Very Good. Item #6167
Text on poster: Cepelia. Date: 1970s presumed. Height x width: 98cm x 67cm. Printing information: lower left corner: logos of KAW and WAG; PZGraf. BYDG. zam. 2389/74[?]. nakł. 10000 400 + 100, W-82. Condition: ~4 closed tears (0.5cm-1cm) at bottom edge, crumpling (now flattened) in upper right corner, 2 faint damp stains on right vertical edge.
Czerniawski studied at the State College of Plastic Arts in Wrocław. His work in graphics, illustration, painting, and stage design brought him into close association with the Polish counter-culture movements of the 1970s, and he would eventually receive multiple awards in Poland and the United States for his posters.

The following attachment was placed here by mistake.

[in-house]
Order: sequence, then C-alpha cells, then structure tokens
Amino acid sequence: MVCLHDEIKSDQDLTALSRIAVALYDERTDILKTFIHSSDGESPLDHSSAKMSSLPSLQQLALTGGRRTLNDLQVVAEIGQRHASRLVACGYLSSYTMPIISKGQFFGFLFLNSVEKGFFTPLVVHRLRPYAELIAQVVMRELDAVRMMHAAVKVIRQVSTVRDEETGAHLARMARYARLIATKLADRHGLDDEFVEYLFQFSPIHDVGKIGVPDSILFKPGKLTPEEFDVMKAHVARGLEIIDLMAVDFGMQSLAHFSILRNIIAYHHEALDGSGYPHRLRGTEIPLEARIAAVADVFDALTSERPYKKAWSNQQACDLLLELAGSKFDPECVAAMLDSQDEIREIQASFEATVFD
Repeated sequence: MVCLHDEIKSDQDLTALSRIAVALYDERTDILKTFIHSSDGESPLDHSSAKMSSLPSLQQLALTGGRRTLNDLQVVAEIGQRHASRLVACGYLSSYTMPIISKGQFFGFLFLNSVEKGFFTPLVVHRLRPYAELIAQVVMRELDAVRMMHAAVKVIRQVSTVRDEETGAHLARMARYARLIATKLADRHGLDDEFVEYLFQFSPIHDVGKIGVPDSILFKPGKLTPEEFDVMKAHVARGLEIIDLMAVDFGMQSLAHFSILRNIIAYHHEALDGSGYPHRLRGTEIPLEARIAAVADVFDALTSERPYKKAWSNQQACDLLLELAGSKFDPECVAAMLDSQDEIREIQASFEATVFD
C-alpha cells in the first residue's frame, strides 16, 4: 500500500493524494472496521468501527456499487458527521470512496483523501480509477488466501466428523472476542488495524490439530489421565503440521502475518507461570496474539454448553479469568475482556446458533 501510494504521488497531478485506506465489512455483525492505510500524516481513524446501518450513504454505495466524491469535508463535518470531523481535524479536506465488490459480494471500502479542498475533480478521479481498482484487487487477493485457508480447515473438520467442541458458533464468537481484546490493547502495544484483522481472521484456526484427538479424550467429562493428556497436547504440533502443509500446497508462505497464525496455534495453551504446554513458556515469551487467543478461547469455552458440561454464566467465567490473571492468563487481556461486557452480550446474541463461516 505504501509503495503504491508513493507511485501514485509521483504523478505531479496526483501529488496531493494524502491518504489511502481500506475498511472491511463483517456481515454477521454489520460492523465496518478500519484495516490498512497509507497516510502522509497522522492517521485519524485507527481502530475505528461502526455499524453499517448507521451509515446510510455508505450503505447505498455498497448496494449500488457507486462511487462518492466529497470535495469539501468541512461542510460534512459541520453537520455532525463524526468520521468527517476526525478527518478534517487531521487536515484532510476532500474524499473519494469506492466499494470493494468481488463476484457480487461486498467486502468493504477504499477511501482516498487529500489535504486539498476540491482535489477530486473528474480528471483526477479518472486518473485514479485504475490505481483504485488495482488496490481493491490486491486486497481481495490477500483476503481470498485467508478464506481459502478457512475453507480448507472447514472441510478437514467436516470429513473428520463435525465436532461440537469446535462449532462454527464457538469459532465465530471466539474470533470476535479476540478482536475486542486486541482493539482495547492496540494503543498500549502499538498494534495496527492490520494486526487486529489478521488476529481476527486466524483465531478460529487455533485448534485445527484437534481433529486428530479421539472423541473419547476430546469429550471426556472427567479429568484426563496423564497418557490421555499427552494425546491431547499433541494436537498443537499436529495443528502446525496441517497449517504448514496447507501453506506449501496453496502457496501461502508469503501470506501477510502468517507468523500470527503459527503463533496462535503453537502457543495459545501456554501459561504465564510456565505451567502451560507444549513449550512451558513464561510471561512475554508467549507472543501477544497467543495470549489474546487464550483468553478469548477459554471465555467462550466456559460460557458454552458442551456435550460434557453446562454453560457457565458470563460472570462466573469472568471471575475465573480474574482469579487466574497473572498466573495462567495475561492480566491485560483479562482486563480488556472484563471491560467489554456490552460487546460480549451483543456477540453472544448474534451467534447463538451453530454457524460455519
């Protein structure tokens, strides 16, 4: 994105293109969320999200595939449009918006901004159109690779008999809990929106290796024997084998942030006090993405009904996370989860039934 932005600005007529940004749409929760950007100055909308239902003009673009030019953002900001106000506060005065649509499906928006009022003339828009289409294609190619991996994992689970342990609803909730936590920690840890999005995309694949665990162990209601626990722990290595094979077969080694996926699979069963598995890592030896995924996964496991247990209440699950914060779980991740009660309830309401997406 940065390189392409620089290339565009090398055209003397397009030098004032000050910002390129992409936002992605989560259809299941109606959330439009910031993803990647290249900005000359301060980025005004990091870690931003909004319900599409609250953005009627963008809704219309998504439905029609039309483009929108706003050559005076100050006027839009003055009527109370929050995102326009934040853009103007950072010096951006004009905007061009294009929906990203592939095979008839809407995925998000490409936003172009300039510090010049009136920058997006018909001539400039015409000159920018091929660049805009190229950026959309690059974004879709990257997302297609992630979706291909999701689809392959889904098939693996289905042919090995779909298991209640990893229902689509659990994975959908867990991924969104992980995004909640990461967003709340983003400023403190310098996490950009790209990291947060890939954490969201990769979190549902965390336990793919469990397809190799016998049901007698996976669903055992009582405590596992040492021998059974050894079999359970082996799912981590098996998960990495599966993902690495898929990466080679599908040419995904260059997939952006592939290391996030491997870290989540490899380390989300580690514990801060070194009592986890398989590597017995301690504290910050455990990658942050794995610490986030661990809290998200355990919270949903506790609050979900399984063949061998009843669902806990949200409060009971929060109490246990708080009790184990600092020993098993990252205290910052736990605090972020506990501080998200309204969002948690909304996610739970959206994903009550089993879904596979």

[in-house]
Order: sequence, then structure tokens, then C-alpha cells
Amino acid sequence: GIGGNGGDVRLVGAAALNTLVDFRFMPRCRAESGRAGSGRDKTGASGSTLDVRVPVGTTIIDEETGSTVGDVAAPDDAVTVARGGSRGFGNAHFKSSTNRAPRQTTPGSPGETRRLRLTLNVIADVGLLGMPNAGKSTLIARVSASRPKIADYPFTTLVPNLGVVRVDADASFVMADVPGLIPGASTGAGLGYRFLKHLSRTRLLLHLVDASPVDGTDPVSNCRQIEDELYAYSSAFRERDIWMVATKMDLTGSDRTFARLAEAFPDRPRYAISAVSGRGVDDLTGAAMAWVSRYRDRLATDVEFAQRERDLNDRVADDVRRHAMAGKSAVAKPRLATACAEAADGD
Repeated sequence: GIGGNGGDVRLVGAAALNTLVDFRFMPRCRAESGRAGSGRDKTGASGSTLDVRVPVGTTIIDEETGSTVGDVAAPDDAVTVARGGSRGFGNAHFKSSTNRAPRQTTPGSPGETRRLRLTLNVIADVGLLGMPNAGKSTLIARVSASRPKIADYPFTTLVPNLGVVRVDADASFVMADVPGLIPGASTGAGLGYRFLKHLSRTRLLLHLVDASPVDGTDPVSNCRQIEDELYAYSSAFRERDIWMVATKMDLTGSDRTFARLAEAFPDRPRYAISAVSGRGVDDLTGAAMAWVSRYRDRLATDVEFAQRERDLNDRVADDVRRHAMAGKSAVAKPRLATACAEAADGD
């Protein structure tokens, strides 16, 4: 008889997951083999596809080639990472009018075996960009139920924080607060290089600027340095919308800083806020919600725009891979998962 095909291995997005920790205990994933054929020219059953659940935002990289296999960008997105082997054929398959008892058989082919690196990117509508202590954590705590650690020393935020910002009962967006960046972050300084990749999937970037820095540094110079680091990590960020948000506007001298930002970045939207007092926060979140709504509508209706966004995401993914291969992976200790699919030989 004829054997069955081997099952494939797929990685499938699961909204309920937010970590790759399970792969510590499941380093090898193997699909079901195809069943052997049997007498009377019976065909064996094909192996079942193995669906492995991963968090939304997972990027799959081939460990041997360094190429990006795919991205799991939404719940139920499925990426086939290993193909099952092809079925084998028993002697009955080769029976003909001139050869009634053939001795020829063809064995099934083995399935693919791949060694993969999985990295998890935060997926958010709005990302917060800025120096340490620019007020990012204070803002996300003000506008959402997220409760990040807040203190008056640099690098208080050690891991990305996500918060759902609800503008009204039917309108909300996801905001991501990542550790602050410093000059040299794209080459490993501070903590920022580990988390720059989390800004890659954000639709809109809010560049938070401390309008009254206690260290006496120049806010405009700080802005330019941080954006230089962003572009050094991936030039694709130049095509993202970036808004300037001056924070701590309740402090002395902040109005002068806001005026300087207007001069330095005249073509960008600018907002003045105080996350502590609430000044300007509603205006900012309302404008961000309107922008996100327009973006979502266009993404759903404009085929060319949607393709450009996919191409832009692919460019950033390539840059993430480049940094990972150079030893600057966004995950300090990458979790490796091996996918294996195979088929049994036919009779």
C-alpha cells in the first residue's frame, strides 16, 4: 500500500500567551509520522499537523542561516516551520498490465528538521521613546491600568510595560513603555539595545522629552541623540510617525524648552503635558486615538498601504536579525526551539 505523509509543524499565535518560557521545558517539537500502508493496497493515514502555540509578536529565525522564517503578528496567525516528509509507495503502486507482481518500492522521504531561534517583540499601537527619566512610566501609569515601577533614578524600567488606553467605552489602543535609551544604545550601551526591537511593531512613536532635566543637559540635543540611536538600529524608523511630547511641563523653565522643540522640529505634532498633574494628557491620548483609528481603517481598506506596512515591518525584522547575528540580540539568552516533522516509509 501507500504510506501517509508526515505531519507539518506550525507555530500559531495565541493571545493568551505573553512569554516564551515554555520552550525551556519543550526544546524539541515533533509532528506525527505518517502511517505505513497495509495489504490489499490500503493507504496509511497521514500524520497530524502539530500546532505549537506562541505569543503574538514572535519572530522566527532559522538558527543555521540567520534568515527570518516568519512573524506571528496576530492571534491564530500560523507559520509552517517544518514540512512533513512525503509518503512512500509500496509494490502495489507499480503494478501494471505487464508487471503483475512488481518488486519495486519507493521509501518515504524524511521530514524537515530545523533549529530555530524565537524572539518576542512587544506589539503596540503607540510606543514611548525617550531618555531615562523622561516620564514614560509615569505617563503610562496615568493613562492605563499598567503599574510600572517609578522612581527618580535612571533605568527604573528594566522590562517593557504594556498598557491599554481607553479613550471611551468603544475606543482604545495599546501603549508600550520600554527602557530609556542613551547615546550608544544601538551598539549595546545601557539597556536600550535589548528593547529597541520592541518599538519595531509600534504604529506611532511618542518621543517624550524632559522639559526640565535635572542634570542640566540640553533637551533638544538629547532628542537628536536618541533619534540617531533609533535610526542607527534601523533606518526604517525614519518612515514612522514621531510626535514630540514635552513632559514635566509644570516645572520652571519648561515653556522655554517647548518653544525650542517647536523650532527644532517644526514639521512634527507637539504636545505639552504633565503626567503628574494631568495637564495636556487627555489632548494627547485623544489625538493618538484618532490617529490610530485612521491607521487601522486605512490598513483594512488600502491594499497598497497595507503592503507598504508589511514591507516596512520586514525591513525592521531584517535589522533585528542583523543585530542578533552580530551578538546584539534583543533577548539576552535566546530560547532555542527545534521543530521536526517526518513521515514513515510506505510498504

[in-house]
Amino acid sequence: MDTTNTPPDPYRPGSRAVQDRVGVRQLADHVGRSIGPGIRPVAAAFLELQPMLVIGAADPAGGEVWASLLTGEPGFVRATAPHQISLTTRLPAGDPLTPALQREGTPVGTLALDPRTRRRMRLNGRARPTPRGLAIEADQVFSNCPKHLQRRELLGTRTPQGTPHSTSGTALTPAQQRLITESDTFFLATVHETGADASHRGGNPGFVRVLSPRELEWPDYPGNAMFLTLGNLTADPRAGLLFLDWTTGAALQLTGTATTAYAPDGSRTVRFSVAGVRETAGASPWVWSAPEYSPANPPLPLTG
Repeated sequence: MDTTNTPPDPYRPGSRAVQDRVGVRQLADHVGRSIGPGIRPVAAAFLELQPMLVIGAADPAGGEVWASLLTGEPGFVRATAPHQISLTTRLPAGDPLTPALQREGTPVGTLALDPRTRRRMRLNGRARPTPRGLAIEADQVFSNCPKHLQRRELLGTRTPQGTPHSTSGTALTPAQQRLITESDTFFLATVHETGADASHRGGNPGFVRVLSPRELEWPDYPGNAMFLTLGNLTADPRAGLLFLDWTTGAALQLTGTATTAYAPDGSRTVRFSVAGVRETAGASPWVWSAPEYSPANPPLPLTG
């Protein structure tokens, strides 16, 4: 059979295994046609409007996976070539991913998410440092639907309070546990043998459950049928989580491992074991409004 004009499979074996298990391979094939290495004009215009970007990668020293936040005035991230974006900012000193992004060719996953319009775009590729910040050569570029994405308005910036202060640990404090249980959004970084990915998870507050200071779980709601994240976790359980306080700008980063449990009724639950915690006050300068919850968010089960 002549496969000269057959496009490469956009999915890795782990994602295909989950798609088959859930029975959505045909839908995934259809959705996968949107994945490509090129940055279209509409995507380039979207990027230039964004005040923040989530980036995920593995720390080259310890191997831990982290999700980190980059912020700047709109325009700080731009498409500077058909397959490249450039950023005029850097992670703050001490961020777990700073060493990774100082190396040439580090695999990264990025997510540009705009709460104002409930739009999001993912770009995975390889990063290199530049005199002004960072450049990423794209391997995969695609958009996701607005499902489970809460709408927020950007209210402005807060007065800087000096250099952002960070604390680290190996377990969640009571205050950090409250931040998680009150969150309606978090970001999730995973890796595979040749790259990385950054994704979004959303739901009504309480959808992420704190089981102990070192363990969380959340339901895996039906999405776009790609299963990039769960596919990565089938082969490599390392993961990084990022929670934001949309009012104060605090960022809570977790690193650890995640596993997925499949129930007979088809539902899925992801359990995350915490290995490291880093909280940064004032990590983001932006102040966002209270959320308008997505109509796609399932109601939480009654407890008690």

What is now seen as the height of Poland’s poster creativity was a paradoxical by-product of the height of Communist Party control over public messaging related to the arts and cultural endeavors from the mid-1940s to almost the end of the century. What had been, before the war, and dating back as early as the mid-19th century, florid and often text-heavy formats, where fonts and textual layout bore a predominant or equal burden with imagery in conveying information, yielded in the five decades after World War II to the primacy of the image on its own. Visuals became mischievous, allegorical, satiric, and parabolic, and so fantastically creative that they could make innumerable apolitical or counterpolitical appeals while eluding the specific controls of verbal censorship.